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Some reflections on Islamaphobia, anti-immigrant tendencies, and violence

I am writing this the day after the horrible mass shootings in New Zealand in which so many innocent, decent people lost their lives. I attended a vigil organized by the UCLA Muslim Student Association, where as part of a guided discussion we were asked to share our feelings in response to this news. I am writing this post because I am still thinking through my feelings, and am hoping that putting words on paper will help me organize my currently scattered thoughts.

The comment from the vigil that keeps reverberating in my mind is one that was made in response to the question of whether people feel safe on campus or in our LA community. A young muslim student, who wears a hijab, had been quiet for a long time, but spoke up to very powerfully explain that as a “visibly Muslim woman”, she can never feel safe living her life in the US. That she “always feel like a target”. That she can never take any day for granted, and that she has developed a fear of open spaces.

The author of the following Twitter thread shares some similarly powerful sentiments (thanks to Maddi for sharing this thread):

Another student at the vigil said that she feels “desensitized” to these horrible massacres, which have happened so frequently over the last few years. To be honest, I think that I have gone the other way. Until recently I never felt “sensitive” to these events- I always feel deeply sorry to those who lost their lives, and their loved ones whose lives will never be the same again, but I always figured that these events were so random, unpredictable, and logic-defying that I just couldn’t be “sensitive” to them. I’m not proud of this reaction- but that’s how it went.

But at the vigil, one of the leaders of the Muslim Student Associations mentioned a Hadith that is helping me interpret my responses:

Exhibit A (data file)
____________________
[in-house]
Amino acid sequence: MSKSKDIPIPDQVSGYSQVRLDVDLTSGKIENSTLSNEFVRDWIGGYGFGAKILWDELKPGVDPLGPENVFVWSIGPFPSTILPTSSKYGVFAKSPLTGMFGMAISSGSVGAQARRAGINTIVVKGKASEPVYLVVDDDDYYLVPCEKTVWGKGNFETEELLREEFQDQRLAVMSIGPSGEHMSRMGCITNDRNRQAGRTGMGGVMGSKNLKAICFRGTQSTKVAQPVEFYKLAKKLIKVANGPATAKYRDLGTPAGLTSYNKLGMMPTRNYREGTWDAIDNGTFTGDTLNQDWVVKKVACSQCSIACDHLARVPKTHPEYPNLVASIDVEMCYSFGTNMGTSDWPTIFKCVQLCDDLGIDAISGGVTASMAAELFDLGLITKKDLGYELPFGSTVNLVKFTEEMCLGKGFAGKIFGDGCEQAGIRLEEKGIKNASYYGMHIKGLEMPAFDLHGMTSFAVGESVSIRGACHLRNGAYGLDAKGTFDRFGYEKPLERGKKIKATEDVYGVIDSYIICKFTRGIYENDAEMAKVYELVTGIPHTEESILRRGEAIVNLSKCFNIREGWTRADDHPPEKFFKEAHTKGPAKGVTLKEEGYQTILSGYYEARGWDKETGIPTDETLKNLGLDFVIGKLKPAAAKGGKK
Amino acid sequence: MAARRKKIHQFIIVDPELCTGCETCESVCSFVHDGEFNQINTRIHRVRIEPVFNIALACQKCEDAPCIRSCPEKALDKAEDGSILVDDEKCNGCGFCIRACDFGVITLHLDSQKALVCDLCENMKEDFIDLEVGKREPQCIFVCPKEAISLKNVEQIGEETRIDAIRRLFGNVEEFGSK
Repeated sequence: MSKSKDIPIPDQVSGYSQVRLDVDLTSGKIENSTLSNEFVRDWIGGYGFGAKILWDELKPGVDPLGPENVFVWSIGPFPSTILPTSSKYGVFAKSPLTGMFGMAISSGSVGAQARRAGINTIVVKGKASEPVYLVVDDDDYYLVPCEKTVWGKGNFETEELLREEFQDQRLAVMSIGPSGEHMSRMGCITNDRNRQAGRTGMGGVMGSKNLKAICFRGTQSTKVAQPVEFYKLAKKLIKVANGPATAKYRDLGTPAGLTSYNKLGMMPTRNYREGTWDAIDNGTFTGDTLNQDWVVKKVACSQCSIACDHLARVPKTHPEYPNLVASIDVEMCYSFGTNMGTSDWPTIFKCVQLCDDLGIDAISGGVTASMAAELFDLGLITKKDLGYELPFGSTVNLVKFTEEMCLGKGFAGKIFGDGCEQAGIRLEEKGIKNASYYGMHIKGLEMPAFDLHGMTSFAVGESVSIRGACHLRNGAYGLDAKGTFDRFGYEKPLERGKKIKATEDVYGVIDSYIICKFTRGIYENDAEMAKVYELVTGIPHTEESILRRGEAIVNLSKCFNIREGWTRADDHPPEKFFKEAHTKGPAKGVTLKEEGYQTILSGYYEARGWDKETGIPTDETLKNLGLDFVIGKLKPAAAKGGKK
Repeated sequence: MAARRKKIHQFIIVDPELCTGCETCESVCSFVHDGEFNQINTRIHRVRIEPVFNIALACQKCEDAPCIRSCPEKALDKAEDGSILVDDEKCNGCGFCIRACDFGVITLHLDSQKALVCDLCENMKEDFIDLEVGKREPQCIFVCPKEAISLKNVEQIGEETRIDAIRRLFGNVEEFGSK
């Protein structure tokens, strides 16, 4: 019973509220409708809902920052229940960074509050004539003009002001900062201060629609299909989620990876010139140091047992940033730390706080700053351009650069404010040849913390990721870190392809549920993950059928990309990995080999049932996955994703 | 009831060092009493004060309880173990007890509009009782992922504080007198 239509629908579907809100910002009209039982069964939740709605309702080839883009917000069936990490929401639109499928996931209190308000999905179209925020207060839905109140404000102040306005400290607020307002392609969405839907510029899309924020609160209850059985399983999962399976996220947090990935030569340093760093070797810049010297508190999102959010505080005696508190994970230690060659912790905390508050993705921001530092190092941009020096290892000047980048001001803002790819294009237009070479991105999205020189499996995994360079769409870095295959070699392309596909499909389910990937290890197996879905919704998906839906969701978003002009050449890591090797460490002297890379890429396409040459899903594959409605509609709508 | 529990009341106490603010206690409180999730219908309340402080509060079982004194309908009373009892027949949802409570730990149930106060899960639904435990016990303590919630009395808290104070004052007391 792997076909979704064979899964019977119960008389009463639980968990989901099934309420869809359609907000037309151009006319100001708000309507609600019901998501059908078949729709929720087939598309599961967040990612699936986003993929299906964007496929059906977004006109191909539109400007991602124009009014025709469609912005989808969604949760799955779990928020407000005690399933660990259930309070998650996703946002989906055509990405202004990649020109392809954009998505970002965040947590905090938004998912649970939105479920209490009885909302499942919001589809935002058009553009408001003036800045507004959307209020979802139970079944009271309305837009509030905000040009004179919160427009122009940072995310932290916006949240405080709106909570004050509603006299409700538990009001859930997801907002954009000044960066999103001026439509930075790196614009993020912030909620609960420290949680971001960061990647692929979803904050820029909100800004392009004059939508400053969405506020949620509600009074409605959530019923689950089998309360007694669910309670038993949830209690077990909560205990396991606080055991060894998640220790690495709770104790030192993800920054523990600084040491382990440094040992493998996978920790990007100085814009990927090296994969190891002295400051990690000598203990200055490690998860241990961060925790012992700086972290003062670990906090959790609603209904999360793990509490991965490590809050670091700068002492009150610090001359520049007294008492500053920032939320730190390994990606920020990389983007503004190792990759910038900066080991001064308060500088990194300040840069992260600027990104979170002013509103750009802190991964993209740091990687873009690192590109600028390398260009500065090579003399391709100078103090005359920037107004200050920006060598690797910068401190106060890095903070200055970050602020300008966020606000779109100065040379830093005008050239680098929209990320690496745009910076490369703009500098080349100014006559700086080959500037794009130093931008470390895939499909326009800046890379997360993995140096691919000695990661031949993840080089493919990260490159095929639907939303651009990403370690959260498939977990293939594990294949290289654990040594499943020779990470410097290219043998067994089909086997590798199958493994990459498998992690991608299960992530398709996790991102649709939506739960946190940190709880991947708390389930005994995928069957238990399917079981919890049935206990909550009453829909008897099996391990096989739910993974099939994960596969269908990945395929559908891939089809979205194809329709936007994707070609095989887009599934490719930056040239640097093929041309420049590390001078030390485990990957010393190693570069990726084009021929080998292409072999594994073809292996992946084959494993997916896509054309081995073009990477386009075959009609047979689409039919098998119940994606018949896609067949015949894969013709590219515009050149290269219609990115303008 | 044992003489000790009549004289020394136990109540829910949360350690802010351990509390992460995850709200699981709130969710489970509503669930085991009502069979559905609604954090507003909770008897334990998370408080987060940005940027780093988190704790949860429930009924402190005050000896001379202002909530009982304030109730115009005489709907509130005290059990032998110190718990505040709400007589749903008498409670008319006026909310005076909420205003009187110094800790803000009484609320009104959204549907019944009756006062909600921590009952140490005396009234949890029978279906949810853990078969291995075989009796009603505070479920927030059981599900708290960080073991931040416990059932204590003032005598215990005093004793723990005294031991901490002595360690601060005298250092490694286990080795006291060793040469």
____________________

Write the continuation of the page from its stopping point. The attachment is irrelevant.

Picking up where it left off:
When any limb aches, the whole body aches.

The muslim community is a limb of our community. So too are the LGBTQ community, the undocumented immigrant community, the African American community, the Native American community, the Sikh community, the documented immigrant community, and many more. These limbs have been aching for decades or centuries in the US and around the world, and their ache has intensified over the last few years with the (re)rise of White Nationalism.

I think that with every new report of a massacre, I am becoming more and more sensitive to the pain to our larger community. I find that it is becoming harder by the day to suppress my anger towards the perpatrators of White Nationalism and empathy towards the victims. These feelings get in the way of my work, and make it harder for me to socialize without guit. Intellectually, I know that engaging with these feelings doesn’t do anything to improve the world. But it’s hard to ignore them, especially when I am trying to focus my mental energy on solving problems in my research (which doesn’t do very much to help ease the pain in our community, either).

I was advised once by a scientist I respect very much (who incedentally is a white American man) that I “should” be able to set my anger and empathy aside when I sit down to work so that these feelings don’t distract me and make me a less productive scientist, but I find this advice more and more absurd by the day.

This post is quite rambling, and I don’t know where it leaves me. But I am glad to have engaged with these gnawing thoughts.